Western news-Democrat. (Valentine, Neb.) 1898-1900, February 23, 1899, Image 3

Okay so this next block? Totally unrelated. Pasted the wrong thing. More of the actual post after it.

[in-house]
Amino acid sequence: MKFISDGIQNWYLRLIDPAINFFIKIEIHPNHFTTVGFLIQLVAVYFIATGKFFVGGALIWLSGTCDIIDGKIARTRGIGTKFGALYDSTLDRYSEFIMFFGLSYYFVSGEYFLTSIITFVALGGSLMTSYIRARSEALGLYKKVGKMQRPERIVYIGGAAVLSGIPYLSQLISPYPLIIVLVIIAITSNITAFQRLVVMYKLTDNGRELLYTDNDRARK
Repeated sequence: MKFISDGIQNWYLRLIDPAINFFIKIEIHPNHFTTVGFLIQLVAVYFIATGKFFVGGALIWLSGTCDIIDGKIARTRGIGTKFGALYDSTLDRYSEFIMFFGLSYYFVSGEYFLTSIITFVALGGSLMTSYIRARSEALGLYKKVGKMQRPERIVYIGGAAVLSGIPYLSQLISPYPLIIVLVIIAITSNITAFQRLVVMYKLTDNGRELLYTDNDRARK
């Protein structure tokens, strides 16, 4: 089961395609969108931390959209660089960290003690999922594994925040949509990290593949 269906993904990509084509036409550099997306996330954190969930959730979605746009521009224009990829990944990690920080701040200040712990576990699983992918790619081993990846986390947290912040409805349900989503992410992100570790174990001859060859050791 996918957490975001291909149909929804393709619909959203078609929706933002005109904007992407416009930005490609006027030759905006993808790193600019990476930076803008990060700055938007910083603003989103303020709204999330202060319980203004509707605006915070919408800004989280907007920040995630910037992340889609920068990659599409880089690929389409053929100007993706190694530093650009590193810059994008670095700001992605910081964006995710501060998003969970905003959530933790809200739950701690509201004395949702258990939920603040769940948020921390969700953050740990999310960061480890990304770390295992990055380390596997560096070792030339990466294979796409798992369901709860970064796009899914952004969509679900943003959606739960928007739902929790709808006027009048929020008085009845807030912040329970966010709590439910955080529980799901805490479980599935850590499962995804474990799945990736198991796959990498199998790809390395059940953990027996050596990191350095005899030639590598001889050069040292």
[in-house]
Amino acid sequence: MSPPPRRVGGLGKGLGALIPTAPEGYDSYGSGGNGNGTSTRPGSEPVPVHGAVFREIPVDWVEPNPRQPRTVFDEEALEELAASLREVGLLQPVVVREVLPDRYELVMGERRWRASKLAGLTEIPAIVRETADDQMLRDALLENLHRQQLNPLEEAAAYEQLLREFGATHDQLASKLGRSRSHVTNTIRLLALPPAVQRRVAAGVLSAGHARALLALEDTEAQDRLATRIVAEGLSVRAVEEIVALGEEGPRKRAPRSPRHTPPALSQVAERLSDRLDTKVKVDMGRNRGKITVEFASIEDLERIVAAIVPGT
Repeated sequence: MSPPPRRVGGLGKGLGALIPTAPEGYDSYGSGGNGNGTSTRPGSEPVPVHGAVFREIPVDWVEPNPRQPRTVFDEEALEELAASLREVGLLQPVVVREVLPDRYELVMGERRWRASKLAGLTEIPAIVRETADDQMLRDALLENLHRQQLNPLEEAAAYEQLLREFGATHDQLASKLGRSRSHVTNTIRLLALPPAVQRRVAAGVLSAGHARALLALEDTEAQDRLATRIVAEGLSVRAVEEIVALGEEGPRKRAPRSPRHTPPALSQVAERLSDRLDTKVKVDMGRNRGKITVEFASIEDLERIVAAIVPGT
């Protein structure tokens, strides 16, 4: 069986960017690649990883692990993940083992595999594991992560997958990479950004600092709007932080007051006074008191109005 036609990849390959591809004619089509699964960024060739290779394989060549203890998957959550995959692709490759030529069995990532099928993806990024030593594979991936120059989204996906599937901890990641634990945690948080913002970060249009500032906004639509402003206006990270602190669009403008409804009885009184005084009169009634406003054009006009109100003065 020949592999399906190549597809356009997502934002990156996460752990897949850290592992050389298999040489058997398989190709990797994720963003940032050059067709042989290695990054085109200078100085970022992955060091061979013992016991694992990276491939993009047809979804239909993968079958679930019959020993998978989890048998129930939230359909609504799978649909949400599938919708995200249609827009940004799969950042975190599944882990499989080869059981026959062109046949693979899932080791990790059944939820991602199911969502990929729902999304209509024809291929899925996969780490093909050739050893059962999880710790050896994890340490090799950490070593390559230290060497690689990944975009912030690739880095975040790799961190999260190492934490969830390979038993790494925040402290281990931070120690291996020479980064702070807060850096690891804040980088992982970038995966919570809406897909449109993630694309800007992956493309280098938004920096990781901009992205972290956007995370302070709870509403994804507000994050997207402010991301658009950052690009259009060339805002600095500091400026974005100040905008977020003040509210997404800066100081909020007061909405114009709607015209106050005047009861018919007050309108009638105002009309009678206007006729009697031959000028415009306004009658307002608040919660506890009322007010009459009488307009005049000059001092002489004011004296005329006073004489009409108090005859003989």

F Manure for Orchards. So much mischief can be done by applying - plying manures of the wrong kind in orchards , says the Agriculturist , that I doubt if AVO do not lose more by ma nuring than by neglecting to manure. Fruit trees do not require at any time barnyard manures , or their equivalent. What they require is a supply of iuor- gani'food. . You can do no better for apple trees than to supply them Avitli coal ashes in Avhich there is a liberal admixture of wood ashes. The coal ashe * ; loosen the soil ; the Avood ashes furnish the fertilizer. If you can get arg ply of old mortar you haA'o just the riling you need. A mixture of lime and salt , Avhen so mixed as to leave no free salt , is excellent for all fruit trees. All such manures should be applied .as a top-dressing. A poach or plum or chard needs nothing better than sAvamp muck or earth from the Avoods , Avith a slight addition of phosphate and pot ash. If barnyard manure is applied at any time , it should be thoroughly decom posed and applied as a top-dressing. Such manure , if placed about the roots , A\ hen planting a pear or apple tree , Avill kill it. Grapes , of course , Avant phos phates and potash. They Avill also respond spend to a free application of liquid manures during their periods of rest , both in Avintor and in midsummer. All the tall groAving berries , of the bramble sort , Avill use a large amount of organic manure. But be careful about dress ing your raspberries \vith rank unde- composcd barnyard manure. The prob ability is at any time you Avill develop a fungoid disease that you cannot eas ily master. If you use barnyard manure in raspberries it should be thoroughly comminuted Avith the soil as a com post. In fact , I prefer to compost every manure before it is placed on my gar dens. Equally important as the manure is the mulching of our fruit trees and bushes of all sorts. Covering : a "Wagon Fenl. Procure flannel , either black , blue or green , tAvo dozen buttons for the top crff i ushion , and the same number for tlio bottom , black oilcloth for lining the "fall , " a spool of stout linen thread , and a long darning needle at least five inches in length. Using the Avoru "fall" as a pattern , cut the oilcloth of the same size and the flannel three-fourths inch wider all around. Bind the edges of the flannel over the oilcloth , basting firmly Avith firm silk thread , stitch the tAvo together , the line of stitching being very near the edge of the bound-over flannel. For the seat cut a narroAv strip of oilcloth buckram is better if you have it for use as stiffening. Lay narroAv tucks in the flannel , both lengthwise and crossAvise , stitching them in. This forms squares , and the lines of tucks should be very regular and about four inches apart. Cover the bottom of the seat Avith oilcloth , cutting it of the de sired size. Cut the tucked flannel three- fourths inch larger , and stitch as for the "fall , " Avith the stiffening in place along throe edges. Slip this cover over the "hair" or "spring" foundation and fasten the end firmly. Place a stout tAvine in your long nee dle , to it fasten one of the larger but tons , put the noodle through the COA- orcd cushion at a corner of one square , draw doAvn into the cushion as far as possible , pressing the button Avith some Avooden object from the upper side to force it into the yielding ma terial of the foundation , tie a slip knot in your thread at the leAver side , put on the small button , and cutting the thread throe inches from the cushion , tfviiid the end between the button last added and the cushion around the eye of the button. The tension will hold It if drawn tight enough through the cushion. At the four corners of each square place buttons. Orange .Tudd Farmer. Cnre of Asparagus. In the fall the tops of asparagus should be cut and the bed rid of grass and Aveeds , says Western PloAvmaii. The asparagus seed should not be al lowed to reseed the bed , as they will simply cause superfluous plants , mak ing the product small and Aveak. A liberal covering of coarse manure should bo applied , serving the double purpose of enriching the soil and keep j ing out the frost. If sufficient loose i trash is spread on it must bo loose to j prevent heating and smothc-ring to i prevent the frost from reaching the ! ! I croAvus , the result Avill be good , as the plant is one of the earliest to start in the spring , and prepares for this during | the winter , if the soil conditions are ffaA-oiKiblc. In the early spring time the coarse manure should be raked off and 'the ' fine manure worked in the ground. An application of coarse salt is very beneficial. Growing Spinach. To groAV spinach successfully the /work of preparing the ground should begin in autumn after the fall crop of /vegetables has been harvested. Work iinto the soil thoroughly an ample sup ply of well-rotted manure , then level j ground off smoothly as possible and sow the seed in shallow drills Irom twelve to sixteen inches apart. Sow the seed seatteriiigly , for it has Been found that thick seeding does not pay. This done , cover it only about half ai inch deep , and in conclusion linn Hit- ground by treading down each row with the feet. It is well to get the seed in early in November , for then the plants will have a chance to come up and be thinned out before real winter weather arrives. When the ground is 'slightly frozen rt moderate mulch of litter of leaves may be placed over the plants. In this way an early crop of spinach may be gathered so early , in fact , that it will be entirely out of the way by the time the ground is ready for other crops. Farm and Field. VciitilatiiiK the Cellar. A great mistake , says Medical Class ics , is sometimes made in ventilating cellars and milk houses. The object of ventilation is to keep the cellars cool and dry , but this object often fails of being accomplished by a common mis take , and instead the cellar is made both warm and damp. A cool place should never be ventilated , unless the air admitted is cooler than the air within , or is at least as cool as that or u very little warmer. The warmer the air the more moisture it holds in sus pension. Necessarily the cooler the air the more this moisture is condensed and precipitated. When a cool cellar is aired on a warm day the entering air being in motion appears cool , but as it lills the cellar the cooler air with whifh it becomes mixed chills it , the moisture is condensed , and dew is de posited on the cold walls , and may often be seen running down them in streams. Then the cellar is damp and soon becomes moldy. To avoid this the windows should only be opened at night , and late the last thing before retiring. There is no need to fear that the night air is unhealthful ; it is as pure as the air of midday , and is really drier. The windows should be closed before sunrise in the morning , and kept closed and shaded through the day. If the air of the cellar is damp it may be thoroughly dried by placing in it a peck of fresh lime in an open box. Nul-Beariiij Trees. All the nut-growing trees do best when planted where they are to stand permanently , and all must be planted in the fall , as once the nuts become thoroughly dried their vitality is de stroyed and they refuse to germinate. The nuts should be planted only two or three inches deep in order that the frost may get to them and break open the shell. Among all the nut trees none makes so quick a return as the chestnut when planted where conditions are favorable. The American chestnut is as good and sweet as any from any country , but the size of the nuts do not compare with the Japanese varieties. The best way to secure Japanese chestnut trees is to plant native chest nuts and afterward graft Japanese scions on them. A similar plan was followed with a chestnut grove in New Jersey. The native trees were cut down and allowed to sprout up , and these sprouts were grafted with scions from Japanese chestnut trees. In ten years each one of these grafts was yielding a crop which brought from 3 to ? 7 to the tree , and this yield will in crease every year for twenty or thirty years , when the yield from one tree will be as much as § 30. Walnuts , hickory nuts or pecans are easily grown , the first two in the North and the last in the South. Walnut trees come into bearing in a few years where they are cultivated , and Jn course of time produce lumber of the most valu able kind. The IJevil'a Taint Brush. This "worst" ' weed is rapidly enter ing Northern Pennsylvania from New York State. Its similarity to ladies' paint brush is great so far as char acter goes far greater than the sim ilarity in name. Salt is the remedy recommended. Prof. Ruckout siys : that a dressing of ten to fifteen pounds a square rod will kill nearly all of it , and this is especially practicable when the first patches appear. Another ap plication may be needed to kill out some occasional plants that survived the first application. This amount of salt is at the rate , say , of a ton an acre , and. while it will kill very young grass plants and some leaves , it will not ma terially injure a sod. Agricultural salt will do the work , and is much less ex pensive than ordinary salt. National Stockman. Poultry Notci. Drinking water often spreads dis ease. Fowls with colds or roup should not be allowed to drink with the oth ers. Common fowls can be greatly im proved in size and vigor by selecting the best , and setting only eggs from the best layers. Turkeys should not be confined while fatteninir. If they are fed plenty of corn and soft feed throe times a day they will keep quiet enough and put on IK'sh very fast. White corn is liked better than yol- low by many turkey growers , who think it gives a clear white color to the flesh. Some Avheat , barley and bucl- wheat should be given also. The various oat feeds on the market are much praised by some poultry fccd- ers. They at least afford , a change from the everlasting shorts and cornmeal - meal , of which the hens get very tired. Fowls like turnips cither boiled or raw , and this root should be used free ly throughout the winter. The hens will make a better use than any other farm animals of the surplus turnips and potatoes. Too many people reason that if a dozen hens will give a good profit , an other dozen in the same coop will dou ble the profit. One must resolutely keep down the number , so that there will be no crowding. Repairing : Dirt Koads. For a long time to come dirt roads will predominate throughout the country - try , no matter how rapidly the move ment progresses in favor of hard , per manent highways. It is of the first importance that they should be cor rectly made and properly cared for , in order to get good results from them. In discussing their construction and maintenance , E. G. Harrison , govern ment road expert , says : "Except when the frost is coming out of the ground in the spring , it will be quite possible to build ordinary dirt roads so that they will be very satis factory and so that they can be kept in good condition throughout the year except during a few weeks of spring thaw. The best way , after the road is properly built , is to hire somebody in the vicinity , some laboring man , for Instance , to keep in repair permanent ly a particular stretch of road. lie can start out then just after every rain when he wouldn't be working in his fields , and with a single shovel he can make all necessary repairs to the road. "If water is collecting in any spot , he can open up a little ditch and let the water drain off properly , although if the road Avas properly built , this would rarely occur. He can toss stones to one side that the rain has washed down. And , especially , he can look to see that no holes are forming. A little hollow starts in a road. The next wagon scoops out a trifle more dirt , an other wagon another trifle. Soon there's a big hole. It rains. Water col lects iu the hole and forms mud , and then the mud clings to the wagon wheels and the hole grows faster than ever. But if , in the very beginning , the road repairer had filled in the small hollow with his shovel and some dirt , and stamped the earth down a bit , then the wagons would have packed the dirt like a roller and the hole would never have got a chance to grow. It's best to have roads kept in repair by contract , for then it's to the interest of the contractor that no important re pairs should ever become necessary. Ho will exercise constant care , and with a very little labor every week he'll have no difficulty in keeping the roads in perfect condition. " Crime in Bad-Roads District. The extent and number of bloody feuds in the mountainous districts of some States is attributed to the iiiac- eessibiliiy of the people , their ignor ance , enforced idleness and consequent crime. In many districts the roads are so bad that a four-horse team can pull but a ton during the summer and fall , while at other seasons what little trans portation there is takes place by pack mules. Schools could not be attended if they existed , the people are out of touch with their kind , and have noth ing better to do than to make and drink "moonshine * ' whisky and nurse their feuds. Permanent roads would revolu tion'/ " these communities , make in dustry possible and profitable , cause the establishment of schools and re press criminal tendencies. CASH VALUE OF IMMIGRANTS. Brinr the Most Money Into the Country ami Italians Least If one were to gauge the worth of newly arivcd immic'-aius by the amount of money they bring with them , those who come from Germany would take first rank. England would hold second place and Italy the last. The average German who conies to this country brings ? r 2.00 with him. When the average Englishman comes he brings $1.40 less , or ? 31.oG. The next wealthiest average immigrant is the Frenchman , who comes with $47.2o in his pocket. The Belgian is fourth in the list with ? 43.GO. The Italian , who is the poorest of all , brings $9.98 , but it is safe to say that he returns to his native land the Avealthiest of all who go back if his propensity for saving is a thing to judge by. The Turk who comes to America brings $35.56 with him. and stands well toward the top of the list. The average Irishman comes over , to stay , with a capital of $ lu.2G , while the Russian , according to the annual report of the Commissioner General of Immigration , brings $12.10. The Solar Day. Nine persons out of Ven yes , nine hundred and ninety-nine out of every thousand if asked how long it takes the earth to turn once on its axis would twenty-four and to the answer ; ques tion , How many times does it turn on its axis in the course of the year , the answer would be three hundred and sixty-five and a quarter times. Both answers are wrong. It re quires but twenty-three hours and fifty- six minutes for the earth to make one complete turn , and it makes three hun dred and sixty-six and a quarter turns during the year. The error springs from a wrong idea of what is meant by a day. The day is not. as is commonly supposed , the time required by the earth to make one turn on its axis , but the interval between two successive passages of the sun across the meridian ; that is to say , the time which elapses after the sun is scon exactly south , in its diurnal course thro.igh the heavens be-fore it is again seer , in that position. Now , in consequence of the earth's revolution in its orbit , or path round the sun , the sun has the appearance of moving very slowly in the heavens In a direction from cast to west. At noon to-morrow the sun will be a short distance to the east of the point in the heavens at which it is seen at noon to-day , so that when the earth has made one complete turn it will still have to turn four minutes longer be fore the sun can again be seen exactly south. LANDSEER A JUVENILE GENIUS. Kxhihitcd Pictures at the Royal Acad emy "When Only 14. As perhaps most American boys knoAv , Landseer , the English artist , painted deer and dogs as no one had ever done before , and as , perhaps , no one has done since. lie Avas said to have humanized their expression. His genius developed very early , so that , AVhou only 14 years of age , his picture of a magnificent dog , chained to its kennel , and carried away by a flood , attracted considerable notice at an ex hibition of the Royal Academy. A gen tleman Avho Avas very much struck with its merit hurried off to the painter to make an offer for it ; he rang at the door of a small garden. When the gate opened he saAV a boy playing Avith a hoop Avith some other little felloAvs. He inquired of the children : "Does Mr. Landseer live here ? " "Yes , " replied one of the boys. "When may I speak to him ? " "NOAV , if you like ; I am Mr. Laud- seer. " "But , " explained the visitor , "it is your father I Avant to see. I have called about a picture of his at the academy. " "Well , " said the child , "it is 1 Avho am exhibiting the picture , " and he pro ceeded to make the sale. His technical poAvers Avere extraor dinary. He Avas once present at a par ty , Avhen the conversation turned upon feats of manual dexterity , and a lady exclaimed : "Well , there is one thing no body has ever done yet , and that is to draw tAvo things at once ! " "Oh , yes ; I think I could do that , " re turned Landsoor. And with a pencil in each hand he drew a profile of a stag's head Avith all its antlers complete , and the perfect profile of a horse's head. Both draAvings Avere full of energy and spirit. The Timid Led by the Blind. "I saAV a most remarkable occurrence on the street the other day , " said a pro fessional man , "and it made a deep im pression on me. A lady came doAvn Euclid avenue and stopped at the cor ner of Bond street. She evidently AN anted to cross to the other side of the avenue. She was not a young Avoman and she did not look strong. There AA'as quite a jam of vehicles in the street , motor cars , wagons and bicy cles , and she seemed a little timid about risking the passage. As she hes itated a man came up Bond street and paused beside her. lie Avas a Avell- dressed man and carried a heaA\v cane , AAhich I noticed he used constantly as it' ho might bo a little lame. " 'Sir , ' said the lady to him , Van I ask you to offer me the protection of your arm in crossing the streetV "She said this in a very SAVoet and ladylike Avay and the man Avith the cane touched his hat. " 'Certainly , madam , ' ho replied , and offered his arm. As they crossed the street I folloAved close behind them. The man Avith the cane Avas very care ful. He halted several times , but they reached the other side Avithout mishap. As the lady let go of his arm she said : " 'Thank you. sir , for your courtesy and protection. ' 'You are quite Avelcomc , madam , ' ho replied. 'But I fear you overvalue my protection because I am blind ! ' "And touching his hat again he turned and picked his Avay up the croAvd"d sidoAvalk. " "When Love Menus Vanity. The women of French-Canadian households work themselves out sooner than the men. who. as a rule , marry again very quickly. A girl. too. considers it a disgrace if she hasn't a beau to see her home from church. A little habitant servant of fifteen was found in tears by her mis tress one Sunday morning. "What is the matter Avith you , Celestine ? " asked her mistress. "It's the first Sunday since I was twelve I haven't had a young man to walk with , " sobbed Cel- estiuo. "Think , madam , of the dis grace ! " "But how about Jean Seguin ? " "Oh , last night Jean came in to say he had met a girl with a COAV and a feather bed. and he liked her better than me , and wanted his presents back. Don't be sorry for me , madam. I'll try to get another beau before this afternoon , and be married first just to spite him. " Five minutes later she sailed forth in cherry- colored ribbons in search of a fresh beau , and brought him back in triumph to dinner. Buffalo Commercial. Ceesar on the Rhine. The noA" and grand bridge across the Rhine , which the city of Bonn has just completed , is embellished by a most im posing entrance tower. Upon this the art-loving university town has erected a statue of Julius Caesar in honor of his having been the alleged first build er of a Rhine bridge near Bonn , al though historical research has plainly proved that the great Roman general crossed the river further up , near Neu- Avied. The attention of the good people of Bonn was again called to this fact a Avoek or tAvo ago by a professor of its university , but they are determined to keep their false hero guarding- the entrance to their magnificent Rheiu- bruccke. London Times. One idea of a chump is a man who asks another man where he bought his umbrella. A bad player and a bad piano make a bad combination. The jokes of the writer who does hia level best often fall fiat. rOPICS FOE FARMERS. A DEPARTMENT PREPARED FOR OUR RURAL FRIENDS. How Hopr Cholera la Distributed A Ions trcarns-Prevention of Pota to Diseases Fome Farms Too Bisr for the Farmer Protecting Trees. Careful experiments conducted in the laboratory of the Agricultural Depart ment at Washington , D. C. , have dem onstrated that hog cholera bacilli will remain alive and active in water four months. This explains the cause of the rapid distribution of the disease along streams , creeks , branches and rivulets. A great many farmers alloAV their pigs to obtahi their supply of Avater from streams iloAving through their farms. It is a very convenient mode of watering stock , but a rather danger ous one. If the hogs upstream are at tacked by cholera or SAvine plague the germs are sure to be brought doAvn and the hogs infected. It is a difficult matter to keep informed as to the con- dtion of all the hogs along a stream many miles in length , therefore it is the safest plan by far to fence the swine aAvay from the rivers and creeks. It is safe to say that no herd of swine that obtains its supply of Avater from a river or flowing stream is safe from infection , and those who persist in al- leAving their hogs access to such Ava- ters must expect to suffer losses from hog cholera. AVhat makes matters worse , it is not only the person who thus allows his hogs to become infect ed who suffers loss , but the disease is communicated to the herds of his neighbors , and is spread over a Avhole tOAvnship until the losses run up into the thousands. When an outbreak of hog cholera occurs in a neighborhood the best plan is to yard your hogs at once , and to keep all other animals out of that yard. Epitomist. Prevention of Potato Diseases. Here are presented some statements made by Mr. L. H. Reid , of Wisconsin , at a meeting of the Missouri Horticul tural Society. Mr. Reid raises potatoes on a large scale and makes his state ments in regard to potato culture from actual knoAvledge : "No one should ever plant a field of potatoes without first soaking the seed in the corrosive sublimate solution (2 ( ounces of corrosive sublimate to 1C ounces of water ) . Even if the seed ap pears perfectly free from every trace of scab , soak it , as the germs of scab may be clinging to the skin of the tuber. The expense is small , and the remedy sure , if the treated seed is planted upon hind free from the germs of the scab. " Bordeaux mixture is just as sure a remedy against blight as is corrosive sublimate against scab. But one thing must be remembered , and that is , it is not a cure but a preventive. In using it you must commence early and apply it as often as necessary to keep every leaf coated Avith an armor plate of cop per. Then the germs of the dreaded blight Avill not be able to gain entrance. Don't apply it once or tAvice and think that Avill do , as you Avill be very likely to lose entirely the labor expended iu the first application. If you take up the battle you must keep it up until the season is over , or your labor may be in vain. In a wet season you may have to go oA'er your fields as often as once a week , or CA'en of tenor. The only safe way is to keep that armor plate solid , or the little foe may enter. In an ordin ary season four or five applications give very satisfactory results. Farms Too BSR for the Fanner. Much of the success of the fi depends in the relationship between the farmer and his farm. Some men can manage an eighty-acre farm suc cessfully , but break doAvn when it conies to 1GO acres. Others can man age a quarter , but cannot manage a half section. The farmer must always be bigger than his farm ; the business man , if he Avould always be successful , must always le capable of handling a larger business than he actually does. In short , thcio must ahvays be a re serve power available for emergen cies. The weaker must always be a servant of the stronger. When the farm is larger than the farmer , it runs the farmer , instead of the farmer run ning it. In that case the farmer goes under. Some man capable of handling the farm must get hold of it before it becomes a profitable investment. Wal lace's Farmer. Protecting Trees ivith traw. People put on warm clothing to keep the skin from being exposed to cold air , well knoAviug that the internal heat from burning of the food taken into the stomach Avill furnish warmth which Avill keep the extremities from freez ing. But there is no internal combus tion inside a tree , and it may be woii- derel why there is any adA-antage in wrapping trees Avith straw , as is often i done to tender trees to protect them i from winter's cold. I Jut there is ad vantage , for though the tire has no blood it has what is its equivalent , sap. Avhich circulates in all live trees even i in the coldest weather. This sap is ; clraAvu from the deep soil by the tree roots , and as it is much warmer than the winter air , if the Inter cn be kept from- touching the outside of the tree the sap inside Avill keep the tree alh-c AA-hen it might othenvisc be killed. Ex change. Fulphnr as n Tire Killer. The burning of sulphur in the poultry house is not a A'ery reliable process for getting rid of lice. The sulphur smoke Avill kill the lice in the building , if pro duced in sufficient A'olume and con tinued long enough , but a greater or less proportion of the lice will decline to stay in the building to be killed if they can find any way of escape , and In the poultry house of ordinary pat tern they can find a way of escape through the cracks and will camp * on. the outside un'til the smoke is gone ami will then return to their quarters. If the Avails of the poultry house are sprayed with kerosene emulsion or painted with a good liquid lice killer , the fumes Avill remain for a number of days , and if any of the lice should seek to get away from them by escaping through the cracks they Avill encounter the death-dealing odor on their return. Burn sulphur in the poultry house , but do not place your dependence entirely upon this for keeping the premises f reu from lice. Wallace's Farmer. Raising : Peanuts. riant them in a sandy place and al- Avays as early in spring as possible , for they need a long season In which to grow. First put the ground in good shape , taking a drag a foot wide to make the nws , check the ground 5 feet each way , or , if in rich ground , (5 feet. Plant very shalloAA * , so the moles can pass under them and not find them ; put two nuts in a hill about G inches apart. Hull them , but don't break the skin on the kernel. When they are well up , hoe and replant. Keep the ground well cultivated , and hoe under the edge of the vines , being careful not to hill them up , and when , the spurs begin to grow be very careful not to touch them with the hoo. Keep the ground loose and they will groAV and continue to bear until frost ripens them. When all are matured dig , wash and dry well In the sun before putting away. They Avill not keep well if not dry when stored away. Epitomist. Neglect of "Weed * . It is hard to explain why our fanners are so reckless concerning the en croachments of Avoeds ? The Avild car rot might easily have been headed off if Ave had the right sentiment among our land-owners. The only difficulty now in eradicating it is the fact that there is so much of it. It is easily pull ed before going to seed. The ha\vk- Avecd is spreading through the fields of New York State and elsoAvhore. The best way of dealing Avith this pest , as Avell as with moneyAVort , where it gets lodged on the laAvns , is to SOAV liberally AA'ith salt. Buy a barrel or more of damaged salt , which you can generally find at any country store and obtain for less than half price. While the salt kills the Aveeds it fertilizes the grass. Apply three or four times in order to thoroughly reach every plant and root. Farm and Fireside. Raisins : Tohacco. The farmers in the highlands of Dick- son County , Tenn. , have never raised cotton , but plant tobacco as the money crop , and it usually yields from ? 30 to § 75 per acre net , Avhich is doing very Avell when Ave take into consideration that all the grain , and meats used upon the farmer's table are produced at home , besides the fruits and vegetables. More tobacco is being planted in this section every year , and the farmers be coming more and more independent therel > 3 * . It is usually prepared for market in wet weather when it is too disagreeable to work out of doors , and in this respect the tobacco raiser has the advantage because he is kept busy all the time. Idleness Avill ruin the farmer as Avell as his machines , and tobacco culture is a good cure for the disease. Epitomist. True Indian Corn , Three or four years ago an Indian mound in Arkansas was being exca vated , when an earthen jar was found hermetically sealed that contained a small quantity of grains of Indian corn. Some of the grains were the next year planted in Missouri and several bushels raised. On the top of the mound from Avhich the jar was dug out a large tree 4 feet in diameter \vas growing , and it is thought the corn lay buried about 3,000 years. The ears arc not large , but grow tAA-o or three on a single stock. The one thing peculiar about this corn is its color , or , rather , colors. On the same cob are grains of different colors , and in the roAv you can find an ear that is white , another blood red , one a salmon color , and another perfectly black. Harrodsburg ( Ky. ) Sayings. Tanninjr Kabhit Skins. Split skins same as those of larger animals , stretch and tack on a smooth board hair side down. Take equal parts common salt and alum pulverized and mixed , rub this over and let stand a day , then rub with a brick to loosen flesh that adheres to hide ; repeat as above till skin is smooth , then let dry. When dry remove from board and trim the edges. Moisten a rag with linseed , oil and rub it over lightly ; It will keep the skin soft. In tacking be careful to lay the hair down smooth. The older the rabbit the stronger the hide. Bird Hunting : . Bird hunting would be a less popular amusement if men could occasionally witness a pitiable spectacle like that de scribed by an Italian naturalist. He came across a snipe that was thin as a nail and unable to move. Both its feet had been shot off , and in attempting to stop the floAV of blood by putting on some fine feathers , as snipes do when ! wounded , some of the blood and down j dried on its bill and closed so that it could not open it to feed ; and when found it had been slowly starving for several days. New York Post. Pure Cider One of the reforms that should be en forced , not only in the interest of public health , but of the fruit-growing farmer as well , is to enforce the laws which most States have to punish adultera tions of vinegar. The malic acid of the apple juice when soured is hardly in jurious at all. unless the stomach is al ready in b'ad condition. But the us ? of the various chemical acids to make into" vinegar destroys the tone of the stonj ach as well as the enamel which tects teeJi from decaying.